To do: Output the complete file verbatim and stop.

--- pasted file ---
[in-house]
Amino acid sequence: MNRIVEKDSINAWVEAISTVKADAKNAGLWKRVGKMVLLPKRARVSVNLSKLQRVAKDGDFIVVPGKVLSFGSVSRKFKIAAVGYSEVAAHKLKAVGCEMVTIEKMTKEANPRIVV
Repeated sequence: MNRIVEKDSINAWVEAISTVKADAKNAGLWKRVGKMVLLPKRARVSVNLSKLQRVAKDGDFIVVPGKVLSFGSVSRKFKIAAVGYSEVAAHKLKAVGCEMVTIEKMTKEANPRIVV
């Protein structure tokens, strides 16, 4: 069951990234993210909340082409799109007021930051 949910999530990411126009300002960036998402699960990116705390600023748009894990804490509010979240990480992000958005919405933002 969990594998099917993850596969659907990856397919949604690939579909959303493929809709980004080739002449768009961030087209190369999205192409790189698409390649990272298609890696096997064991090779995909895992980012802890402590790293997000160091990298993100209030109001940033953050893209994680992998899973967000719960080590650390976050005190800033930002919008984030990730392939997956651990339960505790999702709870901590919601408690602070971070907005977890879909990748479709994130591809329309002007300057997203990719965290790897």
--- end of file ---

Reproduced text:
[in-house]
Amino acid sequence: MNRIVEKDSINAWVEAISTVKADAKNAGLWKRVGKMVLLPKRARVSVNLSKLQRVAKDGDFIVVPGKVLSFGSVSRKFKIAAVGYSEVAAHKLKAVGCEMVTIEKMTKEANPRIVV
Repeated sequence: MNRIVEKDSINAWVEAISTVKADAKNAGLWKRVGKMVLLPKRARVSVNLSKLQRVAKDGDFIVVPGKVLSFGSVSRKFKIAAVGYSEVAAHKLKAVGCEMVTIEKMTKEANPRIVV
């Protein structure tokens, strides 16, 4: 069951990234993210909340082409799109007021930051 949910999530990411126009300002960036998402699960990116705390600023748009894990804490509010979240990480992000958005919405933002 969990594998099917993850596969659907990856397919949604690939579909959303493929809709980004080739002449768009961030087209190369999205192409790189698409390649990272298609890696096997064991090779995909895992980012802890402590790293997000160091990298993100209030109001940033953050893209994680992998899973967000719960080590650390976050005190800033930002919008984030990730392939997956651990339960505790999702709870901590919601408690602070971070907005977890879909990748479709994130591809329309002007300057997203990719965290790897």